The Houston Astros is a professional baseball club headquartered in Houston, Texas, that has won just one World Series championship (2017). The Astros now play in the American League (AL), but they formerly played in the National League (NL) for 51 seasons, winning an NL pennant in 2005 in addition to AL pennants in 2017, 2019, and 2021.
The 2017 World Series was the culmination of the 2017 MLB season. The 113th World Series was a best-of-seven playoff between the NL champion Los Angeles Dodgers and the AL champion Houston Astros. The series ran from October 24 through November 1.
The Astros defeated the Dodgers 4-3 to win their first World Series and become the first Texas club to accomplish so. They were the second club, after the 1985 Kansas City Royals, to win two Game 7s in one playoff. Not since 2001–2002 has two World Series gone to seven games. The Astros blasted a franchise record of 15 home runs in the series, while both teams hit eight home runs in Game 2 to establish the single-game World Series record.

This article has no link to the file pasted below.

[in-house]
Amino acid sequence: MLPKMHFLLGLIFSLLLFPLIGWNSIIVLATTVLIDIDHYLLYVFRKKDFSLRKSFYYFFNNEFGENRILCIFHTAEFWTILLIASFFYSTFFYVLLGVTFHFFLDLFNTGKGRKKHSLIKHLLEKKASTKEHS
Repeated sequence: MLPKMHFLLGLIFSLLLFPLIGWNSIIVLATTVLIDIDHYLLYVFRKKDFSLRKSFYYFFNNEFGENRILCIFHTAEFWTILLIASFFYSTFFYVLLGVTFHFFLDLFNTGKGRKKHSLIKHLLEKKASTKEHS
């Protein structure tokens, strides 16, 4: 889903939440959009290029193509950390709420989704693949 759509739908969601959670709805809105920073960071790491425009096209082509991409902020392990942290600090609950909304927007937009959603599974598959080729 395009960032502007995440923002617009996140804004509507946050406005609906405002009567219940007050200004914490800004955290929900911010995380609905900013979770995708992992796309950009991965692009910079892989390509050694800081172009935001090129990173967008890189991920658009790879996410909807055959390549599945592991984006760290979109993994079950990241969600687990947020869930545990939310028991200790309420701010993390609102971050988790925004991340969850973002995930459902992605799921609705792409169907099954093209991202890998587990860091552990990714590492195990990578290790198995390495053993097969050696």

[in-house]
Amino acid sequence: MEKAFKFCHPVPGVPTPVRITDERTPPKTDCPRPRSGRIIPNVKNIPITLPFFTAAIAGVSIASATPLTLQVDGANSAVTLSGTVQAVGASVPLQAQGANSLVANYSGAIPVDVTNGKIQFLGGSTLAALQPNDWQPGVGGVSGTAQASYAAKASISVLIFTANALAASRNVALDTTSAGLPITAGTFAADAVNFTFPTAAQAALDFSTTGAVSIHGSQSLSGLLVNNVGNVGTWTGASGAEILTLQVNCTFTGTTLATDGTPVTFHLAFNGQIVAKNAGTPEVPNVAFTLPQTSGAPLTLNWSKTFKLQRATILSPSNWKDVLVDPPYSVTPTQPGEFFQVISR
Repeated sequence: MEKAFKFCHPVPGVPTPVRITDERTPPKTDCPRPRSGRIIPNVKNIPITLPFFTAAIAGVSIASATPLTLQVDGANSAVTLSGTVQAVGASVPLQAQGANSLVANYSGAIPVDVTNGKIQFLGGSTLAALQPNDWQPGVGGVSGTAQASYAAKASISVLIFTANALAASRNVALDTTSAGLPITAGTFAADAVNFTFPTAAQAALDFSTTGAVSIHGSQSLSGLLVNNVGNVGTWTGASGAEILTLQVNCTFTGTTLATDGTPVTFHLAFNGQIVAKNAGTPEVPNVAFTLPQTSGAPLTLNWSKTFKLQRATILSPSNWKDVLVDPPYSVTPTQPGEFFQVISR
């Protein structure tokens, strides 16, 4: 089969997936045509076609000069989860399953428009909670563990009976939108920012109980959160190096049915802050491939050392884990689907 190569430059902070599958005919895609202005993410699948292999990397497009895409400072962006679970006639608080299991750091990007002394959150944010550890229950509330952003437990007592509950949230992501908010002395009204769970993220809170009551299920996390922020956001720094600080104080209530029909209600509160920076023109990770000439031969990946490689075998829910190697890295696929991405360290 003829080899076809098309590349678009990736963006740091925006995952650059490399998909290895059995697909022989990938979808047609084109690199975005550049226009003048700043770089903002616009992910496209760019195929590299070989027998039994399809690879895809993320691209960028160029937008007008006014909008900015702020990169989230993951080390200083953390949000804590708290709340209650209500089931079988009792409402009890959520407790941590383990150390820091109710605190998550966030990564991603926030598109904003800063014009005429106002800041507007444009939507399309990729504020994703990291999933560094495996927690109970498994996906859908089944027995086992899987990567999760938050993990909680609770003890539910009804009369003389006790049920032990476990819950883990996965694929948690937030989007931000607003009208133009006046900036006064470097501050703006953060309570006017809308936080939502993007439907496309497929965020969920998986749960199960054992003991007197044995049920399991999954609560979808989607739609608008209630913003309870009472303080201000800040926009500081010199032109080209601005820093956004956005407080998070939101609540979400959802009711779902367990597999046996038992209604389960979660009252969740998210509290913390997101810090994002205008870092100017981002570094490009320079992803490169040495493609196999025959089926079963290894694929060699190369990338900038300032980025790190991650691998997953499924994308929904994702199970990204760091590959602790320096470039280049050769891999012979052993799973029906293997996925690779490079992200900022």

George Springer of Houston was voted the World Postseason MVP after hitting five home runs in the series, tying him with Reggie Jackson in 1977 and Chase Utley in 2009.
The regular-season records of the two pennant winners determined home-field advantage for the first time. The AL and NL had alternated home-field advantage from 1903 through 2002. From 2003 to 2016, it was determined by the winning league’s All-Star Game results. The Dodgers won the Astros’ home-field advantage. The Dodgers hosted Games 1, 2, 6, and 7 and the Astros hosted Games 3, 4, and 5.
MLB concluded in 2019 that the Astros had improperly used technology to steal signs from competing clubs during their championship season and the next season. The Astros were fined $5 million, lost many high draft selections, and manager A. J. Hinch and general manager Jeff Luhnow were both sacked.
However, MLB Commissioner Rob Manfred chose not to discipline any of the players or revoke the Astros’ World Series win. The 2017 World Series “delivered a winner we all loathe,” according to ESPN’s Sam Miller.